Lot Details & Additional Photographs
Oil on board, signed and dated at lower right "Pachner '53," housed in the original frame.
SS 16 x 24 in.; DOA 24.5 x 31.75 in.
Originally from Czechoslovakia, William Pachner began his artistic career as an illustrator. Despite loosing sight in the left eye following a childhood accident, he studied fashion illustration at a design school in Vienna. After dropping out of the school he worked for several publications based in Prague. A professional contact arranged for him to visit the States in 1939 - what was originally intended as a brief visit becomes a permanent relocation after Germany invaded his homeland. Pachner's earliest work created during WWII was primarily figural - branching from his illustrations completed for the likes of Esquire, Collier's, Cosmopolitan, and Redbook. While his illustrations reference the horrors occurring overseas, Pachner vowed in 1946, after learning that his entire family had been murdered by the Nazis, "My hand cannot be hired by anybody. I must bear witness." He showed work in numerous East Coast galleries and in 1951 began teaching art in Florida, where he built a winter studio. Throughout his career, Pachner's work has morphed from the figural, of which this painting is an excellent example of his strong and solid figures, to landscapes, to beach scenes, to interiors, to abstractions - and eventually to the black and white works he began in the early 1980s after loosing sight in his right eye. Well-regarded early on and today, Pachner's work has been featured in several one-man shows including recently at the Florida Holocaust Museum in St. Petersburg. "How come I found myself in a country where one is free to do one's work? Where they let you be, and you can choose what you want to do? Don't question why it happened. There is no answer.'' - Willam Pachner, as quoted in the TAMPA TRIBUNE: "Truth and Beauty," February 20, 2005.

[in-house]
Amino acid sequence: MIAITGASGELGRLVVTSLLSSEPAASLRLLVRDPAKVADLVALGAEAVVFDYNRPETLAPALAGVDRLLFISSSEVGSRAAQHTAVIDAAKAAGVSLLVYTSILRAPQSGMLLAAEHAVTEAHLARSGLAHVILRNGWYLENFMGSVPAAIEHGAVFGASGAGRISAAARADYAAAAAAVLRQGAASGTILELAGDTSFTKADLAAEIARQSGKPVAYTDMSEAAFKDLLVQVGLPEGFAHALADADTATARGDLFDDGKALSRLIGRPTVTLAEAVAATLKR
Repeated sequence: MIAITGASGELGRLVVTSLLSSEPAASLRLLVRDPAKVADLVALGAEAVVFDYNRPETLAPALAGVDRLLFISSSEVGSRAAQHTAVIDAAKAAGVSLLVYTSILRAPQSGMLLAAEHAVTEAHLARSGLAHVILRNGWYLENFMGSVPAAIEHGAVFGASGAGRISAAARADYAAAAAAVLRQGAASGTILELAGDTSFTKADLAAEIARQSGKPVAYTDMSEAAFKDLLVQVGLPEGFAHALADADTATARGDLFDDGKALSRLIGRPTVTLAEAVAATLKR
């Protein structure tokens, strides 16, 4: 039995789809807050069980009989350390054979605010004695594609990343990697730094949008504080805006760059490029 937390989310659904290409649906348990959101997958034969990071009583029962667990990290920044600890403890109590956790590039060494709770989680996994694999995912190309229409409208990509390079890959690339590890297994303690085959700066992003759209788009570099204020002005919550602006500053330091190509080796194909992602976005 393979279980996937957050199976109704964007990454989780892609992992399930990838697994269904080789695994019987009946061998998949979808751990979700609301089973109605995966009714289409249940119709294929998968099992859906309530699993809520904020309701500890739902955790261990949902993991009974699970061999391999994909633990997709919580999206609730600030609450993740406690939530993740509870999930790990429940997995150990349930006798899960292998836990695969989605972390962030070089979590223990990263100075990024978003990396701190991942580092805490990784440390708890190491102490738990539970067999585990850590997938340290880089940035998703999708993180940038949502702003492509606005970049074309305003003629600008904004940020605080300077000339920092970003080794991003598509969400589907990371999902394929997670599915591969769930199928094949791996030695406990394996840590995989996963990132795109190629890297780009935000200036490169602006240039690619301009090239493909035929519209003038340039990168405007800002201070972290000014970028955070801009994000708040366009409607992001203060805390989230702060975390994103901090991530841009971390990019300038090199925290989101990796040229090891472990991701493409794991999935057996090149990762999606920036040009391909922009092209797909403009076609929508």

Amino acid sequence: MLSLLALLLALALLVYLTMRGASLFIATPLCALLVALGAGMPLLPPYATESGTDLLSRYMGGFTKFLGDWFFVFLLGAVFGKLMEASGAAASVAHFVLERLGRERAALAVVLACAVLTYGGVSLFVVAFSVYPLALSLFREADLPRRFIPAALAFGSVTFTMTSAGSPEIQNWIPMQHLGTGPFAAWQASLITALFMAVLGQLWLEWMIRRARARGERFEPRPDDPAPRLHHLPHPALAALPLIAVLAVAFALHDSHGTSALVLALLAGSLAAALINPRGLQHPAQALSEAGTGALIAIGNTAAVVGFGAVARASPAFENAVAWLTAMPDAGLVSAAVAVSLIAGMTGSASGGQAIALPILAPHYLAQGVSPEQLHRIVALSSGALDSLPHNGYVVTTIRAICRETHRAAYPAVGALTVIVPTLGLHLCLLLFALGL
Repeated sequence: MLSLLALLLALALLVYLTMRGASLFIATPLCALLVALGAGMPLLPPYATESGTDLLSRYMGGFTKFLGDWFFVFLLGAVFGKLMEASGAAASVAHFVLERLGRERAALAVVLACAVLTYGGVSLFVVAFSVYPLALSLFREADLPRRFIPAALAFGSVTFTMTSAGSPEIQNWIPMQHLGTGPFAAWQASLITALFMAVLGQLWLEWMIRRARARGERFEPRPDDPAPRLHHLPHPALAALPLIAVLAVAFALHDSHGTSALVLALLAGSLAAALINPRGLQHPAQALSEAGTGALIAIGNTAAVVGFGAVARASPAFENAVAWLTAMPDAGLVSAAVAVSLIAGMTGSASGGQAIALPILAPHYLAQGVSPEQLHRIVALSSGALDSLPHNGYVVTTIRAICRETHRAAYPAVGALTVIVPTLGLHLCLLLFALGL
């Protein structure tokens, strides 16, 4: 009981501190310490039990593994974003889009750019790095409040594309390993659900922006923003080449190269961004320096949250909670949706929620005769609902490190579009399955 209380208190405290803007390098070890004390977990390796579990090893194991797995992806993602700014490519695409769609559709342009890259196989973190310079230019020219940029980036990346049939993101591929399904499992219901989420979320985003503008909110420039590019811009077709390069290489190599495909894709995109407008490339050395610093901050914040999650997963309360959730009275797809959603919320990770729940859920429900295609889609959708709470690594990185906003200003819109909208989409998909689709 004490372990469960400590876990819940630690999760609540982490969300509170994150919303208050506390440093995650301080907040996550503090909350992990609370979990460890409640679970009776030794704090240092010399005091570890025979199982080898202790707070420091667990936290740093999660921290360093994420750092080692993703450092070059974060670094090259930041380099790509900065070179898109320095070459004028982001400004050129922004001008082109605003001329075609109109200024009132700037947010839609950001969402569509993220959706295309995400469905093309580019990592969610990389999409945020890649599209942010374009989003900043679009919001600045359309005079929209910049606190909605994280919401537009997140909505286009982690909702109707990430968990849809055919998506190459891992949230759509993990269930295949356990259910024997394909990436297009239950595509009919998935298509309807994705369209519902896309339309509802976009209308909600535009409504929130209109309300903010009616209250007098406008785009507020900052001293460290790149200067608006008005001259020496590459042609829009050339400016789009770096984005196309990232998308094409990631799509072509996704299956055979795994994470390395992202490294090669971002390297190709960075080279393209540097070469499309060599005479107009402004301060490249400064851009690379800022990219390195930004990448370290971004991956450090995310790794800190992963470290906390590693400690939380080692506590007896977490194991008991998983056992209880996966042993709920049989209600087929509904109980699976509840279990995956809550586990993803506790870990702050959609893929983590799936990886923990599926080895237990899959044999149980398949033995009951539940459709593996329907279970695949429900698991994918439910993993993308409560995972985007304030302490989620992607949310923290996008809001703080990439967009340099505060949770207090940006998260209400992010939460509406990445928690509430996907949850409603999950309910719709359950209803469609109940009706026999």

$300 - 500